• 1. Shilpi Srivastava, Mukund Sanglikar & D.C Kothari International Journal of Computational Linguistics (IJCL), Volume (2) : Issue (1) : 2011 10 Named Entity Recognition System for Hindi Language: A Hybrid Approach Shilpi Srivastava shilpii26@gmail.com Department of Computer Science University of Mumbai, Vidyanagri, Santacruz (E) Mumbai-400098, India Mukund Sanglikar masanglikar@rediffmail.com Professor, Department of Mathematics, Mithibai college, Vile Parle (W), University of Mumbai Mumbai-400056, India D.C Kothari kothari@mu.ac.in Professor, Department of Physics, University of Mumbai, Vidyanagri, Santacruz(E) Mumbai-400098, India Abstract Named Entity Recognition (NER) is a major early step in Natural Language Processing (NLP) tasks like machine translation, text to speech synthesis, natural language understanding etc. It seeks to classify words which represent names in text into predefined categories like location, person-name, organization, date, time etc. In this paper we have used a combination of machine learning and Rule based approaches to classify named entities. The paper introduces a hybrid approach for NER. We have experimented with Statistical approaches like Conditional Random Fields (CRF) & Maximum Entropy (MaxEnt) and Rule based approach based on the set of linguistic rules. Linguistic approach plays a vital role in overcoming the limitations of statistical models for morphologically rich language like Hindi. Also the system uses voting method to improve the performance of the NER system. Keywords: NER, MaxEnt, CRF, Rule base, Voting, Hybrid Approach 1. INTRODUCTION Named Entity Recognition is a subtask of Information extraction where we locate and classify proper names in text into predefined categories. NER is a precursor for many natural languages processing tasks. An accurate NER system is needed for machine translation, more accurate internet search engines, automatic indexing of documents, automatic question-answering, information retrieval etc Most NER systems use a rule based approach or statistical machine learning approach or a combination of these. A Rule-based NER system uses hand-written rules to tag a corpus with named entity (NE) tags. Machine-learning (ML) approaches are popularly used in NER because these are easily trainable, adaptable to different domains and languages and their maintenance is less expensive. A hybrid NER system is a combination of both rule-based and statistical approaches.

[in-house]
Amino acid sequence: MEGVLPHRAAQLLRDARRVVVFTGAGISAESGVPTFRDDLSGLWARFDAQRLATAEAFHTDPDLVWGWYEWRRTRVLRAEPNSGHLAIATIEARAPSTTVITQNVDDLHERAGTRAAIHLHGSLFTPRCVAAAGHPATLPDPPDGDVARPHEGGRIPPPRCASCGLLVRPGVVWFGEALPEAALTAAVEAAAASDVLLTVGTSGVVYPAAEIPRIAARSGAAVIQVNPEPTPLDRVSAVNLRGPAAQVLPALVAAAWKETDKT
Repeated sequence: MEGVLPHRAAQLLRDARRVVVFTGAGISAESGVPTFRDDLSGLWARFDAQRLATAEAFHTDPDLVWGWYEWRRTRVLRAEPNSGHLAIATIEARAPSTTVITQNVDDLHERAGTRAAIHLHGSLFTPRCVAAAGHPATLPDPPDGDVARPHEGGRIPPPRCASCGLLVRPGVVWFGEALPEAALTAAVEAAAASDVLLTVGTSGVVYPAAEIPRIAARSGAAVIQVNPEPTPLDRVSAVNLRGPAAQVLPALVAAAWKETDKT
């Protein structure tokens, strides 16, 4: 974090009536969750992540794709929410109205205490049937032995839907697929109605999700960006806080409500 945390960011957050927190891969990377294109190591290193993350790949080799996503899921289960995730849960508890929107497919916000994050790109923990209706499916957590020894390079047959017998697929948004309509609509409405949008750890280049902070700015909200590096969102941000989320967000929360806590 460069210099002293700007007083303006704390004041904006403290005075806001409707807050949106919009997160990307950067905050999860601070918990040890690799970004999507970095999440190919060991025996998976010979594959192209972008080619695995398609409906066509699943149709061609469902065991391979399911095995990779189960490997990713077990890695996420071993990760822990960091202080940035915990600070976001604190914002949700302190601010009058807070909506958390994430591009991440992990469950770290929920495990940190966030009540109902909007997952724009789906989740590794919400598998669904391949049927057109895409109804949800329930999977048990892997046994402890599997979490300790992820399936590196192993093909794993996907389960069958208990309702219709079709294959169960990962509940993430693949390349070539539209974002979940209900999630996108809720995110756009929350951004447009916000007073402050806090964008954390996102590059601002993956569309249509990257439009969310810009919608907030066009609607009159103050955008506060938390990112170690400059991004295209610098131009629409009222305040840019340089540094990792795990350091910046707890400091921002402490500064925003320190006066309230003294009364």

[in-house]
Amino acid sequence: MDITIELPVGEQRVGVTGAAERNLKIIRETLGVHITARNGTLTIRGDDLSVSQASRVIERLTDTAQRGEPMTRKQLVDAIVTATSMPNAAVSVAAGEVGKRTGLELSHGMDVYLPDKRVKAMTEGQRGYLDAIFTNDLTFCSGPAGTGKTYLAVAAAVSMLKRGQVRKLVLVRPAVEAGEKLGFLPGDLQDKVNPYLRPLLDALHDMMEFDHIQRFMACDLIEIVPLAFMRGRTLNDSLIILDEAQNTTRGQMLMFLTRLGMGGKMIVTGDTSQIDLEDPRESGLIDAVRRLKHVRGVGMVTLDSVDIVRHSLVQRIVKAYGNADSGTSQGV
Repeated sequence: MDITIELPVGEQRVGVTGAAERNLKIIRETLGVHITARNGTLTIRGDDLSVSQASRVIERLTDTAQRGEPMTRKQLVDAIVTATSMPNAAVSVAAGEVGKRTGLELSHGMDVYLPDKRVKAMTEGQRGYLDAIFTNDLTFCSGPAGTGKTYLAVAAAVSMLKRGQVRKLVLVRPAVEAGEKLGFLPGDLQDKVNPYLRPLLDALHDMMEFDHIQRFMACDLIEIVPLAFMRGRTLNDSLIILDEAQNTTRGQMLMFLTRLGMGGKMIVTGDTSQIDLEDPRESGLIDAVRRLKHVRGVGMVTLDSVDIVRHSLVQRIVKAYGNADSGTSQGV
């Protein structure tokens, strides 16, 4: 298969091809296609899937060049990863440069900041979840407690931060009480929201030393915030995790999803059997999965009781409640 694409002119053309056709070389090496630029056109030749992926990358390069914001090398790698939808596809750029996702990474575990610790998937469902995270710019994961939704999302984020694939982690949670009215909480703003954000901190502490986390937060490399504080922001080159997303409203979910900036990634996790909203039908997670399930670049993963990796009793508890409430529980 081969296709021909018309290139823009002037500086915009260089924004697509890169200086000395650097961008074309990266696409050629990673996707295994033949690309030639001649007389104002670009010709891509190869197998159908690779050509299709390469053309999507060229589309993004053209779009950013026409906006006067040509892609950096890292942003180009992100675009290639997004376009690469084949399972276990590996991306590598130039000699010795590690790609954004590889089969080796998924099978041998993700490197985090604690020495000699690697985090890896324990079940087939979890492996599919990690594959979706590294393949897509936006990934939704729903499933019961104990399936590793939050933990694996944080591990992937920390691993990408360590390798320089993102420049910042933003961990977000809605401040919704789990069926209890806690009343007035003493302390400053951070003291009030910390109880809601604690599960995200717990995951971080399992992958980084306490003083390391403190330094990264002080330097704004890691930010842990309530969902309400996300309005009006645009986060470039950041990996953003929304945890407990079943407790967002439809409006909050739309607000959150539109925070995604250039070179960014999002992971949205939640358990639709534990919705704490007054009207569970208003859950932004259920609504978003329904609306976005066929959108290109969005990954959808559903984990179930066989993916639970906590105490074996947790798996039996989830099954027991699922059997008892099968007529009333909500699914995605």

• 2. Shilpi Srivastava, Mukund Sanglikar & D.C Kothari International Journal of Computational Linguistics (IJCL), Volume (2) : Issue (1) : 2011 11 Not much work has been done on NER for Indian languages like Hindi. Hindi is the third most spoken language of the world and still no accurate Hindi NER system exists. As some features like capitalization are not available in Hindi and due to lack of a large labeled dataset and of standardization and spelling variations, an English NER system cannot be used directly for Hindi. There is a need to develop an accurate Hindi NER system for better presence of Hindi on the internet. It is necessary to understand Hindi language structure and learn new features for building better Hindi NER systems. In this paper, we have reported a NER system for Hindi by using the classifiers, namely MaxEnt, CRF and Rulebase model. We have demonstrated a comparative study of performance of the two statistical classifiers ( MaxEnt & CRF) widely used in NLP tasks, and use a novel voting mechanism based on classification confidence (that has a statistical validity) to combine the two classifiers among with preliminary handcrafted rules. Our proposed system is an attempt to illustrate the hybrid approach for Hindi Named Entity Recognition. The system makes use of some POS information of the words along with the variety of orthographic word level features that are helpful in predicting the various NE classes. Theoretically it is known that CRF is better than MaxEnt due to the label bias problem of MaxEnt. The main contribution of this work is to make a comparative study between the two classifiers MaxEnt and CRF and Results show that CRF always gave better results in comparison to MaxEnt. In the following sections, we will discuss about previous works, the issues in Hindi language & various approaches for NER task and examine our approach, design and implementation details, results and concluding discussion. 2. RELATED WORKS NER has drawn more and more attention from NLP researchers since the last decade (Chinchor 1995, Chinchor 1998) [5] [18]. Two generally classified approaches to NER are Linguistic approach and Machine learning (ML) based approach. The Linguistics approach uses rule-based models manually written by linguists. ML based techniques make use of a large amount of annotated training data to acquire high-level language knowledge. Various ML techniques which are used for the NER task are Hidden Markov Model (HMM) [7], Maximum Entropy Model (MaxEnt) [6], Decision Tree [3], Support Vector Machines [4] and Conditional Random Fields (CRFs) [10]. Both the approaches may make use of gazetteer information to build system because it improves the accuracy. Ralph Grishman in 1995 developed a rule-based NER system which uses some specialized name dictionaries including names of all countries, names of major cities, names of companies, common first names etc [15]. Another rule-based NER system is developed in 1996 which make use of several gazetteers like organization names, location names, person names, human titles etc [16]. But the main disadvantages of these rule based techniques are that these require huge experience and grammatical knowledge of particular languages or domains and these systems are not transferable to other languages. Here we mention a few NER systems that have used ML techniques. ‘Identifinder’ is one of the first generation ML based NER systems which used Hidden Markov Model (HMM) [7]. By using mainly capital letter and digit information, this system achieved F-value of 87.6 on English. Borthwick used MaxEnt in his NER system with lexical information, section information and dictionary features [6]. He had also shown that ML approaches can be combined with hand- coded systems to achieve better performance. He was able to develop a 92% accurate English NER system. Mikheev et al. has also developed a hybrid system containing statistical and hand coded system that achieved F-value of 93.39 [17].